Over the past 10 days, we’ve been carrying out interviews with people in primary, secondary and inpatient mental health services across the U.K as part of our #MadCovidVoices project. So far, 14 people have given accounts of how the pandemic is affecting their mental health and their treatment. This is the first in a series of blogs highlighting key issues they’re facing as a result of COVID19. Some of the people we interviewed gave consent to share transcripts of their interviews in full, which we’re working hard to upload as soon as possible and will be available to read here when ready. All quotes used in this piece have been included below with the interviewee’s consent and we have changed their names to protect their anonymity.
Across the interviews a lot of people told us about the problems and anxieties they’re experiencing around accessing mental health medication. Whilst the logistics of each situation is different, the similarities which stood out suggest that the lack of appropriate guidance from the government, and poor management from NHS mental health service providers, are contributing to the overall difficulties people in the community are facing. These difficulties include accessing a psychiatrist to change, prescribe and monitor medication, and problems associated with accessing medication from a pharmacy.
Difficulties accessing a Psychiatrist / Doctor
Access to a psychiatrist / prescriber being severely limited came up repeatedly. Four people told us that their psychiatrist appointments have been cancelled altogether. Kerry said:
“My psychiatrist appointment has been cancelled as well. The psychiatrist said they’ve cancelled all routine appointments.” – Kerry
We have already published a blog highlighting that routine mental health appointments are being cancelled, and called for the government to act by increasing service capacity in primary, secondary and inpatient mental health services. Cancelling routine appointments has consequences. Alex told us that they are now having to approach their GP, who is not an expert in psychiatry, for help with their mental health medication:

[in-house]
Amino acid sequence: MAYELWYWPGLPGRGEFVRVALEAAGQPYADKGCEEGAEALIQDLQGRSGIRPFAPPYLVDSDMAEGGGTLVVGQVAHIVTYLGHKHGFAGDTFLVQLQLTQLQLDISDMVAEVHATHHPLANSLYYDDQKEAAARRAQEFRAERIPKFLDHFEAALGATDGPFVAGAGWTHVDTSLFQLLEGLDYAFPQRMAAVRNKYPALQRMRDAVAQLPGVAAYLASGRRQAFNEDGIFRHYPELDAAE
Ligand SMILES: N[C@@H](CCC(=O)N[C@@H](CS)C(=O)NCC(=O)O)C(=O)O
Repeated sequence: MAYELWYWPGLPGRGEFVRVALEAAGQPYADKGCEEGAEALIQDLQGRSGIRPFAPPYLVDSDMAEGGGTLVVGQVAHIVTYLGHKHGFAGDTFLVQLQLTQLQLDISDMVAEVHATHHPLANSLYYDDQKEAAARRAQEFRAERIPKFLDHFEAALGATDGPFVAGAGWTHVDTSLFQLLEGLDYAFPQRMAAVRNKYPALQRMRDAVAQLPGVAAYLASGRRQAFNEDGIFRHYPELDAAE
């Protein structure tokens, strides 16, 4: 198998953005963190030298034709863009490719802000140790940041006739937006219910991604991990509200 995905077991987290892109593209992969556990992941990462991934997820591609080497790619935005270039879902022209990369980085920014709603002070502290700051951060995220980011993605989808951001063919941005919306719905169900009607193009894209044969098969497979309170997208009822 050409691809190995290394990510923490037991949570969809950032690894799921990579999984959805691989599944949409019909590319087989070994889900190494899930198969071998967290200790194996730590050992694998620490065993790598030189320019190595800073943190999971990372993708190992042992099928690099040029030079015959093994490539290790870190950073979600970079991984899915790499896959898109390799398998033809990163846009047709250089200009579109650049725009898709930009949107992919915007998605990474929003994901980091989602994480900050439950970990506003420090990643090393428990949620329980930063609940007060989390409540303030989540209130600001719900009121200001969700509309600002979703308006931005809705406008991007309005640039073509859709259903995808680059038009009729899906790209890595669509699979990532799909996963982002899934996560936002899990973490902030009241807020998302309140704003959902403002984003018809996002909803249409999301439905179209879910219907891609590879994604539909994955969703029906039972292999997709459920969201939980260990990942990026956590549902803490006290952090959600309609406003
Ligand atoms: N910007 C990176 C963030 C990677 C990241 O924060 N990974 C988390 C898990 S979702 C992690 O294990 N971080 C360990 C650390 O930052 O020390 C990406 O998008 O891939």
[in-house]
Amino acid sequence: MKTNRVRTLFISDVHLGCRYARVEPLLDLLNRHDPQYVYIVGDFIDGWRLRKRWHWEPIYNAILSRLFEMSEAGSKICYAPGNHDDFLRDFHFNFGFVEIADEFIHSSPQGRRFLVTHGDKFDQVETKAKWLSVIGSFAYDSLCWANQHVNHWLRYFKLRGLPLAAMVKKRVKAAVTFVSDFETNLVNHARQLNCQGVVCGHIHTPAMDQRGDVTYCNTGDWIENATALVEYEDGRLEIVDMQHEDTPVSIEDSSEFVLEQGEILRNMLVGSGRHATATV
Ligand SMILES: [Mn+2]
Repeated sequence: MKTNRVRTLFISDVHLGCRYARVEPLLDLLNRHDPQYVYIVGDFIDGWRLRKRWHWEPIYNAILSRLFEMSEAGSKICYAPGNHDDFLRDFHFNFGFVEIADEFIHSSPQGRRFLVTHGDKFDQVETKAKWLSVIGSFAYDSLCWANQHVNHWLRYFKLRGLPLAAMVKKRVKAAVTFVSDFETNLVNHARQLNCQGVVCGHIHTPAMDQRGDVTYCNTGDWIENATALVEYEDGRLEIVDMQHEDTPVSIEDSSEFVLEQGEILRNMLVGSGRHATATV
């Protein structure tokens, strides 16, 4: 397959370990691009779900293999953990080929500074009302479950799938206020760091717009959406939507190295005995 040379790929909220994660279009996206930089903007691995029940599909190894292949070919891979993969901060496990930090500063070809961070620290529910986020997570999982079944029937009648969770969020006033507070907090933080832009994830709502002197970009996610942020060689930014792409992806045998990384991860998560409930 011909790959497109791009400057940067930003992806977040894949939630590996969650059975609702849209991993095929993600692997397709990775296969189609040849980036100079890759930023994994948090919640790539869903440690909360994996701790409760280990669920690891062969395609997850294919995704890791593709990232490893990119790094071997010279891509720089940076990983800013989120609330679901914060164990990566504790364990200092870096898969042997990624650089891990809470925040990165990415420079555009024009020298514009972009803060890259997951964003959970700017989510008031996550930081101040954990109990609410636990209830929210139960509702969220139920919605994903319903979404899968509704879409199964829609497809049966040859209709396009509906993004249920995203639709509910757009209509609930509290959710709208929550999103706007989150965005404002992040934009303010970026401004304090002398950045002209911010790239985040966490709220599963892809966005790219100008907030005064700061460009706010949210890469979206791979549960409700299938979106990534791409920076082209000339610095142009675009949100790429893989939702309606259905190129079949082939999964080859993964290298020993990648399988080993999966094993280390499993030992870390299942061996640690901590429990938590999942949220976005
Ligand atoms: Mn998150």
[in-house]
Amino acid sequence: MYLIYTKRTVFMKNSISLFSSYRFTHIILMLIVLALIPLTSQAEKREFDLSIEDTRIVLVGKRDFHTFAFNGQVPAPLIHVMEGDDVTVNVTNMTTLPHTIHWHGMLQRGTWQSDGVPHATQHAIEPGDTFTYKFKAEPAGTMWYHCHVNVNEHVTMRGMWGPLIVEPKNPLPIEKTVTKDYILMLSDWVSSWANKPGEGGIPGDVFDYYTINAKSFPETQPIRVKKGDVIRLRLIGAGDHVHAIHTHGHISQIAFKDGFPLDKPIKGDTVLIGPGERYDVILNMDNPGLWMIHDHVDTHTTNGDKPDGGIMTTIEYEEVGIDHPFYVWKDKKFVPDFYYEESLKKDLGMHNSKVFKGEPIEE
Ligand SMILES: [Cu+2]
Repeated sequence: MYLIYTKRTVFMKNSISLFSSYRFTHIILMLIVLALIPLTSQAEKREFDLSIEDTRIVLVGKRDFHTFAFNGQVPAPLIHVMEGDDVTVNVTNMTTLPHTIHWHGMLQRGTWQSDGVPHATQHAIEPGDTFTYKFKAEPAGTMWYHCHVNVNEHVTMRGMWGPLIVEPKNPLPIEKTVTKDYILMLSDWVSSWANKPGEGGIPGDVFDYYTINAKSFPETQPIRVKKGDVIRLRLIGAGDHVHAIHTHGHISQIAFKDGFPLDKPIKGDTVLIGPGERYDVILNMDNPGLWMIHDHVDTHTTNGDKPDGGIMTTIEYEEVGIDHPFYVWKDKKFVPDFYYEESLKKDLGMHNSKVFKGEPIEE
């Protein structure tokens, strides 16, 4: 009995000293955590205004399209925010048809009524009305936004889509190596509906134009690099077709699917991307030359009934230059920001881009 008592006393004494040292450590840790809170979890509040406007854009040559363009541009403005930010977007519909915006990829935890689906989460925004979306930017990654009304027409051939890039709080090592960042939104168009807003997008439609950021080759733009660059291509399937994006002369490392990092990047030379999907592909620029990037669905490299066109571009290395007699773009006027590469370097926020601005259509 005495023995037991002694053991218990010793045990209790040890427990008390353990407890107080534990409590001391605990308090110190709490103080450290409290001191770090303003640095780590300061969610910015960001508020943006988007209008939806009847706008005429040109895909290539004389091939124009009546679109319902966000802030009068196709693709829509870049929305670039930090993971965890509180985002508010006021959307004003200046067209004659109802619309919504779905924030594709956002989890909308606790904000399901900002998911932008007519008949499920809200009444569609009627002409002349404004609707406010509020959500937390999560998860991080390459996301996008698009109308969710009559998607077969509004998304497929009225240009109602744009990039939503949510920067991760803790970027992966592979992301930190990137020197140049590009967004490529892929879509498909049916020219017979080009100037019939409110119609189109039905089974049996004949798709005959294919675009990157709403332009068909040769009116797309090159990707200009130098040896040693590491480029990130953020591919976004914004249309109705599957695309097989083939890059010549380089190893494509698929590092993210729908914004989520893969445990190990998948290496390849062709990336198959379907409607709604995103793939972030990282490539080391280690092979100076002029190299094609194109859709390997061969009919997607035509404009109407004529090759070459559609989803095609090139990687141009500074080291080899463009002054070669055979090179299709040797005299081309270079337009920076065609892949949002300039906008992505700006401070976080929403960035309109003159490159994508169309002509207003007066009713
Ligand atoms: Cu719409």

“I spoke to my GP trying to get help with the medication and he just sent me some Diazepam. I really didn’t want Diazepam. I think the GP was reluctant to do anything because it’s the psychiatrist that normally deals with the meds, he just wouldn’t change anything, but I don’t have access to the psychiatrist, or anyone.” – Alex
Stacey wasn’t sure if their scheduled psychiatry appointments were being cancelled, but expressed anxiety over this possibility. They said that they felt mental health services weren’t a priority anymore and were fearful of contacting their psychiatrist despite wanting to do so:
“As I needed to sort some things out with medication, I arranged an appointment with the consultant psychiatrist at the beginning of March, which was meant to take place in May. I’ve heard nothing about whether that’s still happening and I’m wary about calling the team to check – I don’t want to seem like I’m bothering them or being unreasonable. While these appointments feel essential to me, I’m aware that the NHS in general probably doesn’t see them as such.” – Stacey
Without access to a psychiatrist, Toni and Eli, were concerned about how they’d manage their medication or how they would make changes if needed:
“I am a little bit worried about not seeing my psychiatrist for months on end. What if I need a change in medication?” – Toni
“I’m not happy about going so long without seeing the psychiatrist because I find my meds a bit tricky to manage sometimes.” – Eli
As well as difficulties accessing psychiatry appointments, difficulties accessing GP services over the phone to manage medication and order repeat prescriptions was also mentioned. Rowan has difficulties communicating over the phone and has requested email contact instead, which has not been possible. They are now unable to order their repeat prescription:
“I have emailed the practice manager to ask if I can either email the practice (to get repeat medication) or speak to my regular GP (who has some awareness of my problems) using a phone. My practice manager has said that I cannot do this. She has offered no explanation or alternative arrangement for me. I now have no access to… repeat medication.” – Rowan
Face-to-face appointments with a mental health professional for people using mental health medication, are essential to make ongoing assessments about how best to manage their condition and to monitor their overall wellbeing. Removing face-to-face assessments limits providers’ capacity to properly safe-guard people within the community, who are currently at increased risk of going unnoticed if problems do occur.